Where a stockholder openly disputed the value of his stock as set forth in a Redemption Agreement, the stockholder was later precluded from arguing that the Redemption Agreement’s stock price was a “mutual mistake of fact.” Oliver v. Brown & Morrison, Ltd., 2022 NCBC 13 and 16 (J. Robinson). Absent the existence of a “mistake,” the Business Court held the legal theory of “mutual mistake of fact” was not available to the stockholder.
Plaintiff was a 50/50 shareholder with Defendant Marks in Brown & Morrison, Ltd (“Company”). After a series of events, Plaintiff requested the Company redeem his shares. Plaintiff subsequently objected to the Company’s proposed redemption share price, contending the Company’s calculation failed to properly account for a number of items that would have increased the share price of his stock. The Company rejected Plaintiff’s objections. Although he continued to voice his objection, Plaintiff nonetheless signed the agreement and received payment. A short time later, Plaintiff filed suit against the Company and Marks asserting numerous claims, including a request to set aside the Redemption Agreement on the theory that the Redemption Agreement’s share price was the product of a “mutual mistake” between the parties. The Company moved to dismiss, contending that because Plaintiff admitted that he was aware of the purported “mistake” and signed the Redemption Agreement anyway, he could not have reasonably relied on any “mistake” that he now claims exists.
The Business Court agreed. Finding that a “mutual mistake” can only exist when both parties to a contract proceed “under the same misconception of a material fact,” (Opinion, ¶71), the Business Court held that Plaintiff’s complaint plainly stated that he and the Company had a difference of opinion about the appropriate stock price and thus there was no “mutual mistake” about the price. (Id., ¶75, 77, 79). Rather than acting under a “mutual mistake,” the Business Court concluded, Plaintiff had simply agreed to take less than what he contended he was owed. (Id., ¶82). Absent an actual “mistake,” Plaintiff’s claim based upon the legal theory of “mutual mistake” could not survive and was dismissed.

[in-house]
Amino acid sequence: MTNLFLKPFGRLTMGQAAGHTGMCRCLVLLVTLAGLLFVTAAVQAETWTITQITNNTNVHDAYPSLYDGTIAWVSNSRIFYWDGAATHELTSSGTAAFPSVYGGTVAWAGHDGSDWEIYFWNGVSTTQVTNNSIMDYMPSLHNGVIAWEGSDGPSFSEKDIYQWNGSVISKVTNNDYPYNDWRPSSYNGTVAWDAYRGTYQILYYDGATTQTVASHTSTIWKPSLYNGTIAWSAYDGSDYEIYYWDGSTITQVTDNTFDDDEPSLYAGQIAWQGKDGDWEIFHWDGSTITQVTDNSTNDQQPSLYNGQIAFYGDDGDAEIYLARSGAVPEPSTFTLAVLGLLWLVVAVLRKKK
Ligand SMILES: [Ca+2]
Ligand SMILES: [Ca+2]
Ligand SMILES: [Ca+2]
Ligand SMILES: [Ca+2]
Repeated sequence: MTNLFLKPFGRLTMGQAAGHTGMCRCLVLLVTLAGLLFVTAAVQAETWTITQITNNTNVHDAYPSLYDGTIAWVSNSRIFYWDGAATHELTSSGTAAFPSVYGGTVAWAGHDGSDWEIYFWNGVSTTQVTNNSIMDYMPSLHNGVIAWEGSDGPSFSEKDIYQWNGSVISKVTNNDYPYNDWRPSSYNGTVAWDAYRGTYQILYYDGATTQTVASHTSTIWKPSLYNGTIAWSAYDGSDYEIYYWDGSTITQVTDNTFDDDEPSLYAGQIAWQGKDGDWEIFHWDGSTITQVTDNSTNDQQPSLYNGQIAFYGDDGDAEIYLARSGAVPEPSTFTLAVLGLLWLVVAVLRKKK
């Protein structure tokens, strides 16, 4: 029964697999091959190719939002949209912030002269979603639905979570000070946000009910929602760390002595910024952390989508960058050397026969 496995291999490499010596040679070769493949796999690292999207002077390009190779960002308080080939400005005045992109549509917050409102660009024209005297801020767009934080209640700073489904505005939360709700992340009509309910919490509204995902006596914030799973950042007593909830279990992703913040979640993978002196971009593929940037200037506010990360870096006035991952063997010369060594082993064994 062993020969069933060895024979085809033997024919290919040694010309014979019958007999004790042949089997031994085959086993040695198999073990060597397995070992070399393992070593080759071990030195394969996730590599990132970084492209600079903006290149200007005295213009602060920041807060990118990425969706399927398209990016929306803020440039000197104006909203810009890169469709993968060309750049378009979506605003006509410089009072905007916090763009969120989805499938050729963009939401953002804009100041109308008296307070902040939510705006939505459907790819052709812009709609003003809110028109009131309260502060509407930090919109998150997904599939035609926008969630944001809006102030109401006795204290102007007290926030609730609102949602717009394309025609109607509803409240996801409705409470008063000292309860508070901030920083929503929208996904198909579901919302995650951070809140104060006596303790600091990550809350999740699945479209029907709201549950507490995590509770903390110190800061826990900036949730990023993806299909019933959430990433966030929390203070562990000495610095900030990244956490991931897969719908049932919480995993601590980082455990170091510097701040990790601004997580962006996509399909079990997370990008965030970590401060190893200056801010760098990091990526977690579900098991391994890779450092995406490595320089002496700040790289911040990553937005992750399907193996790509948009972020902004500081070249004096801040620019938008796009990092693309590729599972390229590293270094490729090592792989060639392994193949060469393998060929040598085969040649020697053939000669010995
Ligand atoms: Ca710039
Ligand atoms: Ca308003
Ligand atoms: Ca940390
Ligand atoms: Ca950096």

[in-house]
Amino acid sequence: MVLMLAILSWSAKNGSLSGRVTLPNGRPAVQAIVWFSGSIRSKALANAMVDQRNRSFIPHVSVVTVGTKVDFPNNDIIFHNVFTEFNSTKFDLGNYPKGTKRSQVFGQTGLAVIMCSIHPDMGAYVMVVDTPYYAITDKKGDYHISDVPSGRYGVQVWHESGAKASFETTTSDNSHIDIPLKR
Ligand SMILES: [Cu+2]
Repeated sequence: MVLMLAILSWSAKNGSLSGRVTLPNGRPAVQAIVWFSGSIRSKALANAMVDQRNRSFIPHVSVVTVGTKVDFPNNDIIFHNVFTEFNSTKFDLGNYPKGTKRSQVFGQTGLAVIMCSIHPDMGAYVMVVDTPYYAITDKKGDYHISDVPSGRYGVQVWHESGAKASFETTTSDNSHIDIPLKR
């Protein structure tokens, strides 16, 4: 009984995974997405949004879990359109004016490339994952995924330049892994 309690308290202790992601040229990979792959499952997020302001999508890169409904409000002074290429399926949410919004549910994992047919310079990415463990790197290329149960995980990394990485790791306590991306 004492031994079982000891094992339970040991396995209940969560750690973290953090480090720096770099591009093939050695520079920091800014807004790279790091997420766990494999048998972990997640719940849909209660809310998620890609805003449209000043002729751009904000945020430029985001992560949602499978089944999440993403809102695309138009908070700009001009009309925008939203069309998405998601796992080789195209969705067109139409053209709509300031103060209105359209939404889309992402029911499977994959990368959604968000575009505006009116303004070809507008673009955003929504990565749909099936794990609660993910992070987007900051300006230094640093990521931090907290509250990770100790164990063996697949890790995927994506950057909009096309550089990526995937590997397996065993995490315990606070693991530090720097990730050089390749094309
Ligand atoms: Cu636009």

Based upon this decision, a business should understand that if it disagrees with another party’s proffered terms to an agreement but nonetheless enters into the agreement anyway, it will be foreclosed from later arguing a “mutual mistake” existed at the time the agreement was made.
Additional Legal Points:
- To maintain a claim for negligent misrepresentation or negligence based on a statement, a plaintiff must show “justifiable reliance” on the alleged misrepresentation (Opinion, ¶85); if a party knows the inaccuracy of the fact (i.e., the correct stock price) at the time it entered into the agreement, it cannot later claim to have “justifiably relied” on the purported misrepresentation. (Id., ¶85, 87).
- Corporation generally does not owe de jure fiduciary duties to an officer (Id., ¶98).
- Where owners are 50/50 shareholders, the fiduciary duty running from a majority shareholder to a minority shareholder does not exist. (Id., ¶99).
- Officers typically owe fiduciary duties only to the corporation, not to the shareholders; but a shareholder can bring a breach of fiduciary duty claim against the officer if the shareholder can show either (1) that he suffered an injury that is different than an injury to the company; or (2) that he was owed a special duty. (Id., ¶102).
- Unjust enrichment need not specifically be pled as “in the alternative” (Id., ¶114) and is sufficient so long as it provides an indirect benefit to defendant (Id., ¶112).